In order to inform the recent WESTAF symposium on state arts advocacy, blogger and former California Arts Council director Barry Hessenius was commissioned to conduct a 50-state survey of state arts-advocacy organizations. The draft findings were initially presented at the WESTAF symposium on the status and future of state arts advocacy organizations. Following is a brief summary of Hessenius' initial findings:
The state of state arts advocacy organizations runs the gamut from well financed, well led, stable, successful organizations to non-existent or nearly non-existent efforts. Several states across the country are in periods--and some of them in extended periods--of reorganization. One key variable related to the success of the organizations appears to be the strength of their leadership. Without an effective paid or volunteer leader, sustaining an ongoing advocacy operation is extremely difficult. Another key factor in the success of state arts-advocacy organizations is the presence of a stable stream of funding that can support the cause.
A rather concerning finding was that fully 25--or half--of the 50 advocacy organizations could not be reached after two phone calls and at least one email contact. In about half of these difficult-to-reach instances, a small advocacy effort existed; however, a person seeking to contact the organizations would encounter some difficulty.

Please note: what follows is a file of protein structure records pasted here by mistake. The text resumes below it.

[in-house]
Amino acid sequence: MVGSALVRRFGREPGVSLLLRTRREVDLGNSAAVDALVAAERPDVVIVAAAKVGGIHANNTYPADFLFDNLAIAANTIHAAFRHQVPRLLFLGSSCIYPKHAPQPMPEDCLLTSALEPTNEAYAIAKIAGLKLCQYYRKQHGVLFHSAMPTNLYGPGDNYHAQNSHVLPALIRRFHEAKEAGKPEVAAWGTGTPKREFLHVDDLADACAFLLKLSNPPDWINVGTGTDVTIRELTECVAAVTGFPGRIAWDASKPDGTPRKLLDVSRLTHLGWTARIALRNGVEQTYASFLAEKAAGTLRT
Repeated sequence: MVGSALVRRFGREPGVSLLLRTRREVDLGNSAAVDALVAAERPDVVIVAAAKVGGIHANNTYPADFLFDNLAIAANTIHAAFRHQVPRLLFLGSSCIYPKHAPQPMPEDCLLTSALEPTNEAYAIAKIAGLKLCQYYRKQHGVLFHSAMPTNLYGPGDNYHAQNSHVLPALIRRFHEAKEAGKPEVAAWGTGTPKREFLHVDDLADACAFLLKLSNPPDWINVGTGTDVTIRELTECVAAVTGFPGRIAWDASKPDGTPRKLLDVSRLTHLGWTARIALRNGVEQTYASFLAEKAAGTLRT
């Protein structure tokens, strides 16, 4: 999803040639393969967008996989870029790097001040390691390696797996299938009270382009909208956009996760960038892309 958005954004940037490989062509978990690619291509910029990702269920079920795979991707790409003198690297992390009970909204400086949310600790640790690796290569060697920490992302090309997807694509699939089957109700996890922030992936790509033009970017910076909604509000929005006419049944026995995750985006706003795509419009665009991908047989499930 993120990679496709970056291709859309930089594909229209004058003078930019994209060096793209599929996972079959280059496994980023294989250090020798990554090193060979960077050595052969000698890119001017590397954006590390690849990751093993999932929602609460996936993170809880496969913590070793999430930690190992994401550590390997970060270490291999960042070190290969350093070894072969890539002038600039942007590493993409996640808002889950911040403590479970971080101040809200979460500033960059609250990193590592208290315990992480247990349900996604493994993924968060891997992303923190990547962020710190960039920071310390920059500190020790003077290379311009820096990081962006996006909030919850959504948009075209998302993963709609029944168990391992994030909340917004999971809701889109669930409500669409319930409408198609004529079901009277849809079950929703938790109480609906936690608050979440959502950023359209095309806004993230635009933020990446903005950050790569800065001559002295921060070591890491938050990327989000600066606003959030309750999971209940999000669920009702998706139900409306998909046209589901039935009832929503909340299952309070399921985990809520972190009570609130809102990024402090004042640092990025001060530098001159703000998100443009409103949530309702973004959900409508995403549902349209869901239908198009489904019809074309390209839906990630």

The key finding of the survey was that state arts-advocacy organizations could be classified into four separate groups. The groups are:
- Fully Functional: This group contains 12 state arts advocacy organizations that have the following attributes: a) at least one full-time staff person; b) the engagement of a lobbyist or the presence of a professional in-house lobbyist; c) a stable budget of $100,000 or more; d) either a 501(c)(3) or 501(c)(4) destination or both; and e) a history of strong board or staff leadership.
- Operating: This group of 10 state arts-advocacy organizations is characterized by a lack of one or more of the attributes found in the "fully functional" category. The most common difference is that the organizations classified as operating entities often have a single part-time staff member.
- Limited Function: This group of six state arts-advocacy organizations offers limited services and could be considered modest in their organizational effectiveness. Barely functioning, several of these organizations are in the midst of relaunching dormant arts advocacy efforts.
- Non-Functioning: This group of 22 states has no functioning state arts-advocacy organization.
WESTAF will work with Barry Hessenius to complete and distribute a full report and analysis related to this survey in January of 2016.